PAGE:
Colposcopy to evaluate abnormal cervical cytology in 2008

  • Dana M. Chase
    Division of Gynecologic Oncology, Chao Family Comprehensive Cancer Center, University of California, Irvine, Medical Center, Orange, CA
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  • Marlene Kalouyan
    Division of Gynecologic Oncology, Chao Family Comprehensive Cancer Center, University of California, Irvine, Medical Center, Orange, CA
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  • Philip J. DiSaia
    Reprints: Philip J. DiSaia, MD, Division Director, Division of Gynecologic Oncology, Department of Obstetrics and Gynecology, University of California, Irvine, Medical Center, 101 The City Dr. South, Bldg. 56, Room 275, Orange, CA 92868
    Division of Gynecologic Oncology, Chao Family Comprehensive Cancer Center, University of California, Irvine, Medical Center, Orange, CA
    Search for articles by this author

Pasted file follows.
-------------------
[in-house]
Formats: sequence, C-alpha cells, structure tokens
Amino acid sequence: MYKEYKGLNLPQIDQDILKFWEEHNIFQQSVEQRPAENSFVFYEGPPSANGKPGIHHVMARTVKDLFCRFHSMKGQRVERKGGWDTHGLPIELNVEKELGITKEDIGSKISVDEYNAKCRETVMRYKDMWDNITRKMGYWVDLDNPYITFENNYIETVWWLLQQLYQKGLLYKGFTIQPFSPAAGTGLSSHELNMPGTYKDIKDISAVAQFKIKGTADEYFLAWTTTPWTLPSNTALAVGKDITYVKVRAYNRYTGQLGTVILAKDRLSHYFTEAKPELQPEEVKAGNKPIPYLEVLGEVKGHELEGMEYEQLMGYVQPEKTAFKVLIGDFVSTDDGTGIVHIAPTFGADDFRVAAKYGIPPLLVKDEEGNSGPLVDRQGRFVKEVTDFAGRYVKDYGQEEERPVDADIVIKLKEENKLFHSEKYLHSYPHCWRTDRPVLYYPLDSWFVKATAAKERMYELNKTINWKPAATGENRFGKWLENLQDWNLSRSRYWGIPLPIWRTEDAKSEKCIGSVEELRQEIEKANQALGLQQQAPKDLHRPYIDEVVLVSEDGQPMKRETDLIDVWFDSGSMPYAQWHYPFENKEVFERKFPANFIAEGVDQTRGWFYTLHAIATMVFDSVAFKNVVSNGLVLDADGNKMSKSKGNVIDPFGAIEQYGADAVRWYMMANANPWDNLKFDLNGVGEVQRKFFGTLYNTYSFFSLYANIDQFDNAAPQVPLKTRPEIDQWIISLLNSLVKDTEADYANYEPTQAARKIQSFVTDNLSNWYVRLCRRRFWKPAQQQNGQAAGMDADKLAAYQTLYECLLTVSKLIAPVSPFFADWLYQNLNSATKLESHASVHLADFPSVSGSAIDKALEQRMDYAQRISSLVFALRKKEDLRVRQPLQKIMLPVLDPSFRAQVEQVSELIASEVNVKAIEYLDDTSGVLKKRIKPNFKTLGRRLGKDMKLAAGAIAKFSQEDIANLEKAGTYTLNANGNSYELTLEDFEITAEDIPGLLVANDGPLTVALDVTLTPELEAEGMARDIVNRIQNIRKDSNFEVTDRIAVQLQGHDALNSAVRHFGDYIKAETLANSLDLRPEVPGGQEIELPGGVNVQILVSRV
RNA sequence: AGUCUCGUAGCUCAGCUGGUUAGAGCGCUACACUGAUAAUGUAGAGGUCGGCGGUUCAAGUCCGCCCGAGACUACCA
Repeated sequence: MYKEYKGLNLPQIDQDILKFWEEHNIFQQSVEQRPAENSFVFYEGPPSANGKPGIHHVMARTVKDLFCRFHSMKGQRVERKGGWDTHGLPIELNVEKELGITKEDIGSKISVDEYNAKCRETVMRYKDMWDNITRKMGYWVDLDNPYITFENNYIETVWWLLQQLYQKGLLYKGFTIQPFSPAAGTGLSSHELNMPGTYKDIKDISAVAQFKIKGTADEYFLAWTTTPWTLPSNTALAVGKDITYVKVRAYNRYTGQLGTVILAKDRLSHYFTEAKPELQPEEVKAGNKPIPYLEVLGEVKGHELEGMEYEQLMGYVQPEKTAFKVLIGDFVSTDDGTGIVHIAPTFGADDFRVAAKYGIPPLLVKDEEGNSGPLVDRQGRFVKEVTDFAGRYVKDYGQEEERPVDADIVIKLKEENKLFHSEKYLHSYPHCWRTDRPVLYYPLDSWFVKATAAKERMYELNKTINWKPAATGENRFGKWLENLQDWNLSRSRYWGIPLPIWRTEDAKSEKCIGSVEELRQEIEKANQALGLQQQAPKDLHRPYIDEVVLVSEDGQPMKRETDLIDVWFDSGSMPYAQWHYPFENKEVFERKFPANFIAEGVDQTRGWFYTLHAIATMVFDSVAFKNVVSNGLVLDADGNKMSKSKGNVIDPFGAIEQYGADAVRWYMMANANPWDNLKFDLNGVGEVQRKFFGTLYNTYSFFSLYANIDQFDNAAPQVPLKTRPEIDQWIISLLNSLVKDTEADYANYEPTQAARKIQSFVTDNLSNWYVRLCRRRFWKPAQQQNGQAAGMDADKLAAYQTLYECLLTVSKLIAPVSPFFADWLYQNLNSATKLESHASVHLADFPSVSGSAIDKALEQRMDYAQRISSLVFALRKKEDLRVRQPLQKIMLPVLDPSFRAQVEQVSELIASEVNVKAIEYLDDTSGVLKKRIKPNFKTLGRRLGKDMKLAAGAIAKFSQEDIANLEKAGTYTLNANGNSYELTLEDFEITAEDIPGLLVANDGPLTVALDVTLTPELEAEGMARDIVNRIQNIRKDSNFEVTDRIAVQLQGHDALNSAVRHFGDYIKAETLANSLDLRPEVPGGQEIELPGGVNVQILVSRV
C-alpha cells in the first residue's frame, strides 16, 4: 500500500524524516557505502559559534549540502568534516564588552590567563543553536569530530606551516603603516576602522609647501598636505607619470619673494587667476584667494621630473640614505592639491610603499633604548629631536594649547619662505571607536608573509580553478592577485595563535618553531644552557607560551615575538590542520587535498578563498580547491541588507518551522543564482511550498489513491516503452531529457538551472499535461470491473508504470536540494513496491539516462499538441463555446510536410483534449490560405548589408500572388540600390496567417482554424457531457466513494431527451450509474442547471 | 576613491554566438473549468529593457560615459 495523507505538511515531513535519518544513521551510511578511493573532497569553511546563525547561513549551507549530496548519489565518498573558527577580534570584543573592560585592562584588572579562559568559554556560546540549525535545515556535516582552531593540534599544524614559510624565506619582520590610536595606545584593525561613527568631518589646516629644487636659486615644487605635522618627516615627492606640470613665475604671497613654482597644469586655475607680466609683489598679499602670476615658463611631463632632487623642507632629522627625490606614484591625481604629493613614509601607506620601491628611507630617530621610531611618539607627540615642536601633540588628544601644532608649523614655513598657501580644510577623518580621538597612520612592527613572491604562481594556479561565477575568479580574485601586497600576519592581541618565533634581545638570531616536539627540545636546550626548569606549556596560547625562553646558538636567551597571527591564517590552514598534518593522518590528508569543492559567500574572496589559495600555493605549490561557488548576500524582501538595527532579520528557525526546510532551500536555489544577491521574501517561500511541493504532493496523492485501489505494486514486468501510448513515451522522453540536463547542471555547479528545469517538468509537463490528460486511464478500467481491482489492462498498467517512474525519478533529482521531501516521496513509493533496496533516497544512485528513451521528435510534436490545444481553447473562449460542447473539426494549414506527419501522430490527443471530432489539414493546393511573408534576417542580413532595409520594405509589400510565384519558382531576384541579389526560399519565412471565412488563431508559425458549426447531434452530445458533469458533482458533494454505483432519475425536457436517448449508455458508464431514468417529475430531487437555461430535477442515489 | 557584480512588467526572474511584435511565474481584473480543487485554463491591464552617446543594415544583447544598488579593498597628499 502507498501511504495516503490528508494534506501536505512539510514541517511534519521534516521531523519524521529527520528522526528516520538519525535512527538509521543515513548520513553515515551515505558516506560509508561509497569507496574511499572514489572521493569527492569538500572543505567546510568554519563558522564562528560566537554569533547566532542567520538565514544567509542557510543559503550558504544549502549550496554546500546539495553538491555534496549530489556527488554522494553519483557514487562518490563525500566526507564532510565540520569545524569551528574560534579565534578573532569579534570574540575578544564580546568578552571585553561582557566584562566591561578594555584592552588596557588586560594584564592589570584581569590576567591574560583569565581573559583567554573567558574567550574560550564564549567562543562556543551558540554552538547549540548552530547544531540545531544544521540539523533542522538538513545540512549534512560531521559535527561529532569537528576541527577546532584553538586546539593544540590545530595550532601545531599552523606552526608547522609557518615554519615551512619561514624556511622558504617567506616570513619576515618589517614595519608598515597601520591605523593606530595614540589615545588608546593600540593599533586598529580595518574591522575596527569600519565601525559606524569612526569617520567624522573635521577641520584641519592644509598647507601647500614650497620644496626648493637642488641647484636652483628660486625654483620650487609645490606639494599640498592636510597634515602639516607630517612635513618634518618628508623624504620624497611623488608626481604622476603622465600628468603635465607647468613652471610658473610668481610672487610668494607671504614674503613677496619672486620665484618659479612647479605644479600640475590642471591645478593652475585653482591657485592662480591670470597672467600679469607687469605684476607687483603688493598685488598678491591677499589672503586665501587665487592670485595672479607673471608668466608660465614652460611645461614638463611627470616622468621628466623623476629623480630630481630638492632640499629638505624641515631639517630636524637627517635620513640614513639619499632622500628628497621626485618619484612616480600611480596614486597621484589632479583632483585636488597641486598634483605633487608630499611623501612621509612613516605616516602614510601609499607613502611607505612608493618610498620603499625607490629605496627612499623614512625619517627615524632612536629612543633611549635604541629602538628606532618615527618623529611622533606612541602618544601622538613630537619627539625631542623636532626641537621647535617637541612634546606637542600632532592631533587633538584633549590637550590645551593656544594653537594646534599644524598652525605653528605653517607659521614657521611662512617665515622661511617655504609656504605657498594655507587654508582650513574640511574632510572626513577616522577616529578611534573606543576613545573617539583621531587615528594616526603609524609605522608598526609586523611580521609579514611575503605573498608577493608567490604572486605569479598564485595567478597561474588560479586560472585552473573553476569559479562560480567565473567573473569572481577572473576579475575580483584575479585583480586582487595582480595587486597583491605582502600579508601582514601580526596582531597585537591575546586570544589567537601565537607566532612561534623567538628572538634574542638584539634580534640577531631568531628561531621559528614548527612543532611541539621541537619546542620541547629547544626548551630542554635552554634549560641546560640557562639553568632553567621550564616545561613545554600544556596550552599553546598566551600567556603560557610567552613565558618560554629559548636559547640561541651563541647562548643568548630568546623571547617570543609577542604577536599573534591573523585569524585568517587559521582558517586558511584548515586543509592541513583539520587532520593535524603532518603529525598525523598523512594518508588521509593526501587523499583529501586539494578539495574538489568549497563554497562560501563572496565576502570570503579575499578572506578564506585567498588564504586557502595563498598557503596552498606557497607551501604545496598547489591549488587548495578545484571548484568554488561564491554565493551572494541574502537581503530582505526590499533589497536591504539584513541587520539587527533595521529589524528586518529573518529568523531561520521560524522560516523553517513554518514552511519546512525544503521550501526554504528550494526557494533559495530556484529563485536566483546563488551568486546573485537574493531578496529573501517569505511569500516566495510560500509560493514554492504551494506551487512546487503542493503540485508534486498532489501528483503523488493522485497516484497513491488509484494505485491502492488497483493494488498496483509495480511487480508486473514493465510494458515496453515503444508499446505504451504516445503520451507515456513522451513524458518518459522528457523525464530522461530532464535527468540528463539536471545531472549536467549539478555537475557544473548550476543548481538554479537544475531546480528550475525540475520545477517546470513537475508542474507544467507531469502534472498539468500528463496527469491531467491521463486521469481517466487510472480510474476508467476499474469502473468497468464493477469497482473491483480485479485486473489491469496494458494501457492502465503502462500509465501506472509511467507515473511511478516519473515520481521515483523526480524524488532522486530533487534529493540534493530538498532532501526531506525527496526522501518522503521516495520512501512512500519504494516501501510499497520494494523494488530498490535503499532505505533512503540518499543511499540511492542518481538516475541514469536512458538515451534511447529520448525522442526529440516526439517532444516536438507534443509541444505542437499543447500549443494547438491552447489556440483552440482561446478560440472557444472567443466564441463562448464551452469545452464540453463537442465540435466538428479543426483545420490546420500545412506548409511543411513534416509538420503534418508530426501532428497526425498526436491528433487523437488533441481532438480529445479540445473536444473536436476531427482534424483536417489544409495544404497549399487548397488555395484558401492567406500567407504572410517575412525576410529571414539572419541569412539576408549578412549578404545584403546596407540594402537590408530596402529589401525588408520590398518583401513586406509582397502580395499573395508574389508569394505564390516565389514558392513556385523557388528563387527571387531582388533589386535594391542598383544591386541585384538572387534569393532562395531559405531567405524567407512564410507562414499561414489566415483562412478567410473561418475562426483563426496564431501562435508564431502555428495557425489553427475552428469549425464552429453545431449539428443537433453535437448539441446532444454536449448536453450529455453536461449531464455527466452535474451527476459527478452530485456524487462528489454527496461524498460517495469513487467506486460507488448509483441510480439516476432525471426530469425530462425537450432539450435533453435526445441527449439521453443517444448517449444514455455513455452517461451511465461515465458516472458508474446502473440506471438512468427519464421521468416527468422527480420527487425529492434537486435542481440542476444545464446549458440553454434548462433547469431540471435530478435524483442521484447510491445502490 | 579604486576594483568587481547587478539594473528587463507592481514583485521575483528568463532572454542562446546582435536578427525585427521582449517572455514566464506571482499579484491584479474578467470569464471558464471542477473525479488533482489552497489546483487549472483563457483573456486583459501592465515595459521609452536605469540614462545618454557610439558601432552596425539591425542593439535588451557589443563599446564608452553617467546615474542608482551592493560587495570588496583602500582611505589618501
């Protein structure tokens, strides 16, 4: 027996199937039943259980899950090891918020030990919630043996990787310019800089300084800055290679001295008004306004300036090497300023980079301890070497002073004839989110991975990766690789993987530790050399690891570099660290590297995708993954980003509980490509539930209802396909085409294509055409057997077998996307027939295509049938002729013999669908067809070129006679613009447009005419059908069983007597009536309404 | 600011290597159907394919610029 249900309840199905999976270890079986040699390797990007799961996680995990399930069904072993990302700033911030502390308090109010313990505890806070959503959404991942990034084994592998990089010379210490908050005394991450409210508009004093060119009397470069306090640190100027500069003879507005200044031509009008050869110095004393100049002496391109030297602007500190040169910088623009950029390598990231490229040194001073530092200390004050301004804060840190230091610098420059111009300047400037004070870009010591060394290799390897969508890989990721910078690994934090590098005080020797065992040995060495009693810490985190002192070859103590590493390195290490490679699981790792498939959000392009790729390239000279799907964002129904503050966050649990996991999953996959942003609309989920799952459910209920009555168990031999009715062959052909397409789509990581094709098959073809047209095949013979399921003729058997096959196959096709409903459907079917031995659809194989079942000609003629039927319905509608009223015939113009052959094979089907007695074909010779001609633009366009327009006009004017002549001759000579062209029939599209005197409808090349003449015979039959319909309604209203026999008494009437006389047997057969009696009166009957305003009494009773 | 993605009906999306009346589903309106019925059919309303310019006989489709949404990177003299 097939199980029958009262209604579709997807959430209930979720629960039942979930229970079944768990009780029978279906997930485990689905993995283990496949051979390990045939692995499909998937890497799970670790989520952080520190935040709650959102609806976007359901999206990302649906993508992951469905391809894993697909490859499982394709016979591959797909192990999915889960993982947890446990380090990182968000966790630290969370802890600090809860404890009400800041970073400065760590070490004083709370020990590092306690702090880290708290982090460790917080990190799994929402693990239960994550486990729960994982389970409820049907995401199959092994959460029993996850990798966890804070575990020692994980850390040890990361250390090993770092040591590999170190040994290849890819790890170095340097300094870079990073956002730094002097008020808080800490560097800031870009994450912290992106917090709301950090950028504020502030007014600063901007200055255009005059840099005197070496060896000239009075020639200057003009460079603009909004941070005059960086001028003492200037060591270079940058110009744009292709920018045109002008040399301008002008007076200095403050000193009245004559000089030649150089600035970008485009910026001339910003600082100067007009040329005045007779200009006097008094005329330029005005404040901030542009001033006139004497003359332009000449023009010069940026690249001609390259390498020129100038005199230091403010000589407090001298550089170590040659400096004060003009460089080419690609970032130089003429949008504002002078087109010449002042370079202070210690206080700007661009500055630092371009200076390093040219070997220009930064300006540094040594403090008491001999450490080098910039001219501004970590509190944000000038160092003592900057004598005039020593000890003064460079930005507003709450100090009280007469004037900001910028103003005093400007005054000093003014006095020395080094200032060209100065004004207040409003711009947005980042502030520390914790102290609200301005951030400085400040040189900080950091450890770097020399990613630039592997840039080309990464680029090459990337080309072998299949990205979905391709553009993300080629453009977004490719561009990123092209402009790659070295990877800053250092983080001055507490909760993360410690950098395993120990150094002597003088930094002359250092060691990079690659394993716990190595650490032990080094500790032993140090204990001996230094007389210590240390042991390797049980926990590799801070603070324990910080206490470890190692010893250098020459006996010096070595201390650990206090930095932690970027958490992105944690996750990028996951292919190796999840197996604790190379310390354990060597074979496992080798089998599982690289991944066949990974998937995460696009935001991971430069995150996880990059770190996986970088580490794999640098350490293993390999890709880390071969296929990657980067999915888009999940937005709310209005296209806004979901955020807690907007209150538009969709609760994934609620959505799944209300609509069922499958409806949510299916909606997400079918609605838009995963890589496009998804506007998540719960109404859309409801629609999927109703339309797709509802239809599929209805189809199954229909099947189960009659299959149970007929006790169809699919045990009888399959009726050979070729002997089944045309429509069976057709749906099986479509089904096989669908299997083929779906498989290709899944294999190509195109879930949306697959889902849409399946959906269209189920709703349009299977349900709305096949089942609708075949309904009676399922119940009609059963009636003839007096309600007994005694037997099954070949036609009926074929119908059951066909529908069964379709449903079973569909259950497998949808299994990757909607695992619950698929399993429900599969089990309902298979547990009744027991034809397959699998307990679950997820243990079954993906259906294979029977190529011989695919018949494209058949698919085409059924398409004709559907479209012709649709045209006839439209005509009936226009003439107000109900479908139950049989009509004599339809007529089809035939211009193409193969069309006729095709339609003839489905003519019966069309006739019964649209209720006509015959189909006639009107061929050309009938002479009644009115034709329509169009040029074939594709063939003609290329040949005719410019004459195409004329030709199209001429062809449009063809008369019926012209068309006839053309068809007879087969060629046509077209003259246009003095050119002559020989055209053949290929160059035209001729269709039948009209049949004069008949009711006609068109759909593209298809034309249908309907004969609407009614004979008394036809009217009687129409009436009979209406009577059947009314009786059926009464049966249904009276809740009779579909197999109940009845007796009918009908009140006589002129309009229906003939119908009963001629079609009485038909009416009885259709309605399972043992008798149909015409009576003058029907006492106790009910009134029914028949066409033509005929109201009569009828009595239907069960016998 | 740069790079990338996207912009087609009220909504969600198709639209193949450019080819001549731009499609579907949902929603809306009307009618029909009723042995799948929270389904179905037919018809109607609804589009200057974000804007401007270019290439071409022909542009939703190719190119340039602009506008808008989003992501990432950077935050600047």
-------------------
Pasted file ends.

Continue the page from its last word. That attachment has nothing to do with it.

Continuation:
The rates of cervical cancer in the United States are low in comparison with developing nations. Whereas the Papanicolaou smear has performed well in terms of dectecting both precursors of squamous cell carcinoma and squamous cell carcinoma of the cervix, this test has been less successful at identifying those women with the highest-risk premalignant disease. The use of human papillomavirus testing has also contributed to the improved sensitivity of screening for cervical cancer. In light of this, the colposcopy clinic retains high referral rates yet has poor diagnostic accuracy. Unfortunately, patients are triaged to follow-up for abnormal Papanicolaou smears based on algorithms that rely on the less evidence-based techniques of colposcopy. Therefore, the need to improve the specificity of colposcopic-guided biopsy remains. The colposcopic procedure is highlighted in this review and evaluated in terms of current literature on technique, the colposcopic impression, cervical biopsy, and methods proposed to enhance appreciation of the highest-risk lesions. By outlining certain flaws in technique and discussing the proposal of new tests to supplement the current standard of care, this review aimed to highlight the need for future research to maintain sensitivity but improve the specificity of colposcopy.

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